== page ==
The Internet of Things (IoT) market will also likely grow significantly, as new services are deployed on top of old technologies, making the transition for consumers easier and cheaper. One example is devices for cars On Board Diagnostics (OBD) port which transforms old cars into intelligent smart cars, a backward enablement for analog vehicles. Consumers will use their smartphone to make their car smarter and the driving experience better.
ODB solutions providers collaborate with mobile operators such as T-Mobile, Telia and others on combining technologies for new services. 2018 will prove that intelligent homes and cities can be realized incrementally without a complete overhaul of network and technology.
Strand continues, “in 2018 many operators will declare the decommissioning of 2G/GSM and even 3G/UMTS networks and move toward 100% at 4G/LTE networks. The development will be driven by the positive experiences with 4G while the number of cheap phones that support different 4G frequency bands increases. The savings that an operator can achieve by operating a clean 4G network is so large that operators will try to expedite the processes. The case study is the American Verizon with its successful migration from CDMA to 4G/LTE, achieved faster than promised their shareholders.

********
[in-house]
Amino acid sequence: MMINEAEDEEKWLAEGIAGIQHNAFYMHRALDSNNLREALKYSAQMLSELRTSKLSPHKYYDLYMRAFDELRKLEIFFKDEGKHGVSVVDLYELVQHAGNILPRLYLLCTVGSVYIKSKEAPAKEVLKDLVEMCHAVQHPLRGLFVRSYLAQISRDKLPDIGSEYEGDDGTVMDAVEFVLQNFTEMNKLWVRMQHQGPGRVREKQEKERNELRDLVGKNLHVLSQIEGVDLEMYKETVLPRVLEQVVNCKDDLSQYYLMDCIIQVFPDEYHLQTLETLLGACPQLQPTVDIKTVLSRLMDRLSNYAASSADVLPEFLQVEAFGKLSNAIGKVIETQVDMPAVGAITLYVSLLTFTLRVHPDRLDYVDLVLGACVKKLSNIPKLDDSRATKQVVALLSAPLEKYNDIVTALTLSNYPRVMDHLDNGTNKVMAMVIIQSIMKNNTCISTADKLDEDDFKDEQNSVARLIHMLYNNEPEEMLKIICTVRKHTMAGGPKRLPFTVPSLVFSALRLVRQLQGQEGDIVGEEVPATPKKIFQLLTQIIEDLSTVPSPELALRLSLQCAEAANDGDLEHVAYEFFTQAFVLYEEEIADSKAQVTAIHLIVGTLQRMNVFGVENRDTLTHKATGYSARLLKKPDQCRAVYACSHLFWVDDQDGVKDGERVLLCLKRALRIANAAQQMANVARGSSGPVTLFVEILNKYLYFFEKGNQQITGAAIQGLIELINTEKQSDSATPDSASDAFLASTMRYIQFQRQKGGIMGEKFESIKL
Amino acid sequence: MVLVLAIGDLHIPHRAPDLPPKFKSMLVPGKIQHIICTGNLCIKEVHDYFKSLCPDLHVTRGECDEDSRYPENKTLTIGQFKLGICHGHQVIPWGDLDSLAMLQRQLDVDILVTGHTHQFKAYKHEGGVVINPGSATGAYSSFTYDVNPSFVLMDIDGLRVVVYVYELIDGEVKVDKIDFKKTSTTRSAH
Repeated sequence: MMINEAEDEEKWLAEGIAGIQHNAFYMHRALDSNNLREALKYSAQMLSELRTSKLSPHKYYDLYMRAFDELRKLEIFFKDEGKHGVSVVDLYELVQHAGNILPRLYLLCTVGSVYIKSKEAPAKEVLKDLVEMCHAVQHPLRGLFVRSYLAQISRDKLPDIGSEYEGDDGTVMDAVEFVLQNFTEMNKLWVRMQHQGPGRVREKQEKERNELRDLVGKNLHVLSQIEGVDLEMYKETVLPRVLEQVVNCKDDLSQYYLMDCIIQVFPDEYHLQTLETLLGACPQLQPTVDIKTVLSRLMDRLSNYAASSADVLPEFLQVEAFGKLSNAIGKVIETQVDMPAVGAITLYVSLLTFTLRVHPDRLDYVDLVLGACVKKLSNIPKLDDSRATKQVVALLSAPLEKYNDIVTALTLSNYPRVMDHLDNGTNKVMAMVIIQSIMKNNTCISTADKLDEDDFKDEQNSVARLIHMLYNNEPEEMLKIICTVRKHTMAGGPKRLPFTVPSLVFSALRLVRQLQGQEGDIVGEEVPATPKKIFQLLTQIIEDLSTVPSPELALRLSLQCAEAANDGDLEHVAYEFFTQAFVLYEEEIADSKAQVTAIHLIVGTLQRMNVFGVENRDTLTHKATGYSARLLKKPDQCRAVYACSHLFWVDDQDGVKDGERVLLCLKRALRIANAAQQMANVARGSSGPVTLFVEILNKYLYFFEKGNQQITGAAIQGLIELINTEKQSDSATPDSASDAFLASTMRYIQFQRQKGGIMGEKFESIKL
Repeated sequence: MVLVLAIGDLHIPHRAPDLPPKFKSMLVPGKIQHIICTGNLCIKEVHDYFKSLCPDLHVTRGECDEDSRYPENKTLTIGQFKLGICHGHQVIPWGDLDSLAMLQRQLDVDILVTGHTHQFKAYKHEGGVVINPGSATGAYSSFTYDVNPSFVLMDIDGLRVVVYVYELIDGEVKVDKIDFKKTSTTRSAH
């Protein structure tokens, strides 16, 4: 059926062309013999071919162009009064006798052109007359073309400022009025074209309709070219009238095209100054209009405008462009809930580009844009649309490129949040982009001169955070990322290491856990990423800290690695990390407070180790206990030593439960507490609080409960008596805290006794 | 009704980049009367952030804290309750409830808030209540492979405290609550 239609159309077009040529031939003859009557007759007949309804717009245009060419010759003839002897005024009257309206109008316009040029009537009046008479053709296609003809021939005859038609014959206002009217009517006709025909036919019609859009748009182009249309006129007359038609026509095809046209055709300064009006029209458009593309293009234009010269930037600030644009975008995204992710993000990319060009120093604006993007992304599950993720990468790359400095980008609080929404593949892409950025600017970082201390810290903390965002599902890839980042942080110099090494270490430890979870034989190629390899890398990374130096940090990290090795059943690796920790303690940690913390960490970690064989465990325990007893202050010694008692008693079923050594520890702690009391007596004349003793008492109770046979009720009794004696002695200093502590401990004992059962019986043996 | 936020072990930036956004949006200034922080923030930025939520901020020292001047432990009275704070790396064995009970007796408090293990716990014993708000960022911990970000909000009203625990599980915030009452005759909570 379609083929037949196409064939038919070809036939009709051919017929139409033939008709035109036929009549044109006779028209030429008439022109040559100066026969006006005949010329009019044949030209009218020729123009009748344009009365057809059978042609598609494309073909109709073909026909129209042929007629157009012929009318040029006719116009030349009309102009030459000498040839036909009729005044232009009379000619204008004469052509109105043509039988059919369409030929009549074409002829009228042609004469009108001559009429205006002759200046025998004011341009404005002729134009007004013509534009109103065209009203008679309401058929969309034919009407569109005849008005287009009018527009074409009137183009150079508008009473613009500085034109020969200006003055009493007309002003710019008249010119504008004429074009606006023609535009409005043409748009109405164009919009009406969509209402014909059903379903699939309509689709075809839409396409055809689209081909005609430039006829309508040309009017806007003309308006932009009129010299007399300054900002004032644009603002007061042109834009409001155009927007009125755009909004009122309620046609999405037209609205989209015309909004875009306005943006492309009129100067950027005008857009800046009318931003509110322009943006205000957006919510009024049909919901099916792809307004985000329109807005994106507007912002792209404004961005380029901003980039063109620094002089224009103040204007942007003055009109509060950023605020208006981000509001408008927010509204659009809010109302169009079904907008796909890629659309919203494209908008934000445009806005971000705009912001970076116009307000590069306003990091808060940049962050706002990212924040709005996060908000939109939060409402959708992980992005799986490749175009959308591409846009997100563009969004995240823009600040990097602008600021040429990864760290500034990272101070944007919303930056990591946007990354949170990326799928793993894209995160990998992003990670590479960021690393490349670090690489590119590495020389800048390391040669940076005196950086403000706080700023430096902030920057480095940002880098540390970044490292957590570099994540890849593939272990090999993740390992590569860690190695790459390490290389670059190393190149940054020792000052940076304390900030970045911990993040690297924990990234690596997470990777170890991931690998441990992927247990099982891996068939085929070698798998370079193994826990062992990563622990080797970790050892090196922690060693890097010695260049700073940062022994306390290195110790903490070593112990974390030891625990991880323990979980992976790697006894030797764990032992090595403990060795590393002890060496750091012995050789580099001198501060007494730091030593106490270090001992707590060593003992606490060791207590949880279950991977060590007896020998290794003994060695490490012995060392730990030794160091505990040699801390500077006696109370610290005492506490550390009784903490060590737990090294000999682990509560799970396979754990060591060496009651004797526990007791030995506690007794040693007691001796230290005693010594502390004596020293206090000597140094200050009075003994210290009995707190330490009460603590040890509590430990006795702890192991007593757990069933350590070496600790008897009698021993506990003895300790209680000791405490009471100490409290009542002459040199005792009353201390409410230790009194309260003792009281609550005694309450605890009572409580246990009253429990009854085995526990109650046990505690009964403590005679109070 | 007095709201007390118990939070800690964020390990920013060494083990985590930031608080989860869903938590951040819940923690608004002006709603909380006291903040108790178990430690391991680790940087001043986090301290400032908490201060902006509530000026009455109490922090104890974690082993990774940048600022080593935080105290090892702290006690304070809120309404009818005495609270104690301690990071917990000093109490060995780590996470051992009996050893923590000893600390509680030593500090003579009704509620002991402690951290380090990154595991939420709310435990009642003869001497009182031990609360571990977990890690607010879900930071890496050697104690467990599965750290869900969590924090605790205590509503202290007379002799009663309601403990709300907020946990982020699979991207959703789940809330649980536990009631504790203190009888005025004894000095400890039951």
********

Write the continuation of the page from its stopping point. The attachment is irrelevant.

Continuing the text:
World of connectivity
“The world of connectivity is converging and diverging simultaneously. Existing value chains are breaking up while new ones are being forged. Telecom was once a vertically integrated industry in which the same firm sold network access, service, and device. This model has been disrupted at every level. Diversification of the value chain has brought opportunity to market entrants. Consider how premium SMS services brought new ringtones, logos, Java games and TV voting or how MVNOs created new distribution channels. 2018 will bring more partnerships between operators, IoT providers, MVNOs, MVNEs and other players.”
Strand Consult believes that the number of operators which can develop their own IoT services will be limited. Many operators will recognize that opportunity in offering solutions for global IoT connectivity.
Room for apps
Few competitors are teed up to challenge the dominance of Google and Apple in the app store market. While there is room for apps with unique offers, the clear majority of app-based services will be delivered through the two app stores that Apple and Google own and operate. In 2018 app store bottlenecks and related platform algorithms will get regulators’ attention.